They called last night on Local Government Minister Simon Coveney, who days ago appointed a new advisory group in a bid to break the impasse, to extend the city boundary and to release to the city council all documentation compiled by the Smiddy group whose controversial city and county council merger recommendation issued last year has now been shelved.
They questioned the make-up of the new review group which includes a retired senior planner from Scotland, a British council chief, and a former president of Cork Chamber — a body which supports a council merger.
And they accused business consultant Alf Smiddy, who chaired the Cork Local Government Review Group last year, of issuing “banal soundbites” in the wake of the establishment of the new advisory group.
Mr Coveney has asked Jim Mackinnon CBE, who was, until 2012, chief planner with the Scottish government, John O’Connor, Eirgrid chairperson and former head of An Bord Pleanála, Gillian Keating, a partner at Cork-based law firm, Ronan Daly Jermyn and former president of Cork Chamber, and Paul Martin, the chief executive of Wandsworth Council in England, to review the Smiddy report and make recommendations on the future of Cork’s local government structures.
But FF Cllr Sean Martin said it should be a ministerial decision. “It’s not about committees. We should get a boundary extension — it’s as black and white as that. He knows the area well. He should go away and do the right thing,” he said.
SF Cllr Chris O’Leary, who as Lord Mayor last year led the council’s legal challenge to the Smiddy report, criticised the Department of Environment for refusing council Freedom of Information requests for Smiddy group documents.
FF Cllr Terry Shannon said the release of redacted documents was “like something you’d see from the CIA”.
“We are being stymied by department officials. What have they got to hide?” he said. “Let us see what went on between the former committee and the department. Let’s have transparency.”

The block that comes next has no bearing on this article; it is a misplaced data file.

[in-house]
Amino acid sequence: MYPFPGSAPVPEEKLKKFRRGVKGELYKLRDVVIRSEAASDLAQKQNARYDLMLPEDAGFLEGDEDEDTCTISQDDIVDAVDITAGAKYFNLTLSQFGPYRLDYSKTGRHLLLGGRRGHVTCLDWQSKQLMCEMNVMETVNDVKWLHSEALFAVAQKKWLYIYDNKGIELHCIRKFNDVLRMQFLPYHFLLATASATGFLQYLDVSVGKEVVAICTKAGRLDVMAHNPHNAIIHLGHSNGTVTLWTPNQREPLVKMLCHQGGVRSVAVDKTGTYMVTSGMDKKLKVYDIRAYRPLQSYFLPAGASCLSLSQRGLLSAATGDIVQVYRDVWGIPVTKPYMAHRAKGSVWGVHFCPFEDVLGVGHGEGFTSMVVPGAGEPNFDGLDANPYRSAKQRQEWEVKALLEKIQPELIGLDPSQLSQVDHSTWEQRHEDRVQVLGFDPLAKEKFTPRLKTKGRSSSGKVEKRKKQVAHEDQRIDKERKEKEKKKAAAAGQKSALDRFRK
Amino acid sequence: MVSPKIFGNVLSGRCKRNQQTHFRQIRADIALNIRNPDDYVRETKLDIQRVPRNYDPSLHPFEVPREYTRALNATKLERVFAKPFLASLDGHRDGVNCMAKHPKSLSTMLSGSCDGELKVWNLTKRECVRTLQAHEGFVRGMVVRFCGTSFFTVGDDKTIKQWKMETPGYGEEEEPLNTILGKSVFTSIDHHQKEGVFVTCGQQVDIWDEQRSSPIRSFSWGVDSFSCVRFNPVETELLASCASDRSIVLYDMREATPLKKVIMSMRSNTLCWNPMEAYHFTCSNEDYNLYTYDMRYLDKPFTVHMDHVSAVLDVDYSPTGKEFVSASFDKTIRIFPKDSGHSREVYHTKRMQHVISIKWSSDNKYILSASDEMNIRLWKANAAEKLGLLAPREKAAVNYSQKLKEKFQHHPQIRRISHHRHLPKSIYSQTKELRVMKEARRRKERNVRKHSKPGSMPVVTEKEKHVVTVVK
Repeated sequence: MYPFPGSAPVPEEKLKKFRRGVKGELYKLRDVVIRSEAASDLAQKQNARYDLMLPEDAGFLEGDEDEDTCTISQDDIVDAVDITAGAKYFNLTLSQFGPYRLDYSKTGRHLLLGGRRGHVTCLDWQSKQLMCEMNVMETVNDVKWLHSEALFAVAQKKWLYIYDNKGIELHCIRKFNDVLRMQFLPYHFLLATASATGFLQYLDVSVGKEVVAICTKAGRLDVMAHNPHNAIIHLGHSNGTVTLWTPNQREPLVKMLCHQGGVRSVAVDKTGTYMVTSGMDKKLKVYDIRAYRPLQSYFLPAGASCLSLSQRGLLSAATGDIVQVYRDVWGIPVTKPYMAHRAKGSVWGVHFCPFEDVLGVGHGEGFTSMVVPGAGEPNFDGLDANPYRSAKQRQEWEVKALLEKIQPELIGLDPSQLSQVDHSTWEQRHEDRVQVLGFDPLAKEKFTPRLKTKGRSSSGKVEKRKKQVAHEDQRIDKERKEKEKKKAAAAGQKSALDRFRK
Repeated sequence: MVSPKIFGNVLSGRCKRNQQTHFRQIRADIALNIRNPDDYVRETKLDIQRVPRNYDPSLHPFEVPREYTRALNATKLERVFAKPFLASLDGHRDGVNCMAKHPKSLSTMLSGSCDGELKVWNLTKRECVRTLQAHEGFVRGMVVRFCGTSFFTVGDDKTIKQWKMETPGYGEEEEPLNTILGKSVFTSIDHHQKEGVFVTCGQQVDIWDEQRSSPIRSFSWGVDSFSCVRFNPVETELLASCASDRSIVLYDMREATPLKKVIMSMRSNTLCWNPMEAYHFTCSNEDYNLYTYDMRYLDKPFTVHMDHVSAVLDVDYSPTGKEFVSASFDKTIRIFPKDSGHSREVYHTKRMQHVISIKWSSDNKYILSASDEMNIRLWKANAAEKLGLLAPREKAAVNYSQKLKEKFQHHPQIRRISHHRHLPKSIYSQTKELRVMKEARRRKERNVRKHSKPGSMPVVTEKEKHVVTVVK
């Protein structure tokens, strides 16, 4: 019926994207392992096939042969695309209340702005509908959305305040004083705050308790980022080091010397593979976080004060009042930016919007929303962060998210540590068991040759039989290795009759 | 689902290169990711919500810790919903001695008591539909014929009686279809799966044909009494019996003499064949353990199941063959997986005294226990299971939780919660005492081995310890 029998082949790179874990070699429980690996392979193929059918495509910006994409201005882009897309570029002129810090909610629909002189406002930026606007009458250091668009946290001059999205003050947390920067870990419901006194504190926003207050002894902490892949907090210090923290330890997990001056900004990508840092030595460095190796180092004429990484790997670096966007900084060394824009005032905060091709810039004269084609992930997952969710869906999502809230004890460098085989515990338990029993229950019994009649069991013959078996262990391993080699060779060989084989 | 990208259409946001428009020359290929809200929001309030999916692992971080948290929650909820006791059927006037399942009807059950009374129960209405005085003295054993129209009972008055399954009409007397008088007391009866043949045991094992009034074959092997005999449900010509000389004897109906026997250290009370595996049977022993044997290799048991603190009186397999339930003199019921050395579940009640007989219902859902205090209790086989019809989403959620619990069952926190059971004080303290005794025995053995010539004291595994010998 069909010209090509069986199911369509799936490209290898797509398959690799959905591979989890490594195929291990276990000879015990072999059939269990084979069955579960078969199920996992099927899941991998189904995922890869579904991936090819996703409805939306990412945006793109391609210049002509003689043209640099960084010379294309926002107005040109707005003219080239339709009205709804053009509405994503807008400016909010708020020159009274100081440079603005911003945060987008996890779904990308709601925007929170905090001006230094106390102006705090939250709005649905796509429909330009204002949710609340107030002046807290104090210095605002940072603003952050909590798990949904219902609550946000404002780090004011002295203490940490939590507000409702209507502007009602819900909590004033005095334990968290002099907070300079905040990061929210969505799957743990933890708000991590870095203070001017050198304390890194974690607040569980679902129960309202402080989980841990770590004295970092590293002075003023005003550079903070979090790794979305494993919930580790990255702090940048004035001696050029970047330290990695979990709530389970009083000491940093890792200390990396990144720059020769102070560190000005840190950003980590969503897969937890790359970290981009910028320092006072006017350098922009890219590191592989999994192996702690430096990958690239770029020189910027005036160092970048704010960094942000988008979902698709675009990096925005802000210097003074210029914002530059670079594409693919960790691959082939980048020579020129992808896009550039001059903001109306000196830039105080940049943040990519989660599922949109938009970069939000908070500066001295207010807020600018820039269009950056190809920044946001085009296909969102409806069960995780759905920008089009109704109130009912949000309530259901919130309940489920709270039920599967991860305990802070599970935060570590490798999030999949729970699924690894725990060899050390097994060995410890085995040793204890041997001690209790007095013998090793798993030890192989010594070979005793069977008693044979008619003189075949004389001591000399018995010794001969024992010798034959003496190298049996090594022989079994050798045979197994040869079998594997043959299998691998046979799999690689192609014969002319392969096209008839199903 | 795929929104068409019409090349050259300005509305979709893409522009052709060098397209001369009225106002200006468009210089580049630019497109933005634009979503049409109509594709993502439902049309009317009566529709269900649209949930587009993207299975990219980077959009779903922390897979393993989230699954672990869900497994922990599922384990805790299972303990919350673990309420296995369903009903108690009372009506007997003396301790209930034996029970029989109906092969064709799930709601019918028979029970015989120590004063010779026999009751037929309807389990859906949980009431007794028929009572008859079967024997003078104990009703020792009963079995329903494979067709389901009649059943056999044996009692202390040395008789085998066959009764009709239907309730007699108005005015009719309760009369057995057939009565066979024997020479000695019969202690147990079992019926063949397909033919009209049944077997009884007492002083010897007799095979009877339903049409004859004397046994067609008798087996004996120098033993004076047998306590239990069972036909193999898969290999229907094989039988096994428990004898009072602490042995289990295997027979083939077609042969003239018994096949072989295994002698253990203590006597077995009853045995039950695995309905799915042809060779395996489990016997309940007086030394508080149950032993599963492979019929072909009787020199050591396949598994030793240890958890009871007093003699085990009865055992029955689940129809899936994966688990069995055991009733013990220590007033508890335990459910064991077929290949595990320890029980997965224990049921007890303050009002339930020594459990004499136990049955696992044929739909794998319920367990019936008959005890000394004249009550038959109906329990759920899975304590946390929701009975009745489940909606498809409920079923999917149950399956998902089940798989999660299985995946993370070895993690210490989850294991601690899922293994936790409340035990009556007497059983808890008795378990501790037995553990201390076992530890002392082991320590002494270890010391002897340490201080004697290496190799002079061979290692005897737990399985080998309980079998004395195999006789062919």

Independent Cllr Mick Finn welcomed the change of focus following the appointment of the Mackinnon group. But he accused Mr Smiddy, who claimed in yesterday’s Irish Examiner thathas lost out on major benefits because of the merger delay, of issuing “banal soundbites”.
“There is nothing to back up those claims,” Mr Finn said. “I suppose we can take it that the Smiddy report is now a dead duck. I hope the new group learn lessons from the previous process.”
SF Cllr Thomas Gould said Mr Smiddy should have the dignity to accept that the merger recommendation was wrong.
FG Cllr John Buttimer said the city’s mantra during the Smiddy review was one city, one county. “That’s what we wanted then: it’s what we want now,” he said.
He said the inclusion of two UK experts on the new review group does not inspire confidence given the UK’s poor record on local government.
“They have one of lowest voter turnouts in local elections anywhere, and there has been a practice for some time towards mergers and consolidation. It is not the exemplar we should be aiming for,” he said.
He warned that city councillors will not accept an offer of an office of directly elected mayor as possible compensation for any possible merger proposal.
Council chief executive Ann Doherty said her management team will engage with the new review group and will rely on evidence to make their case for a boundary extension.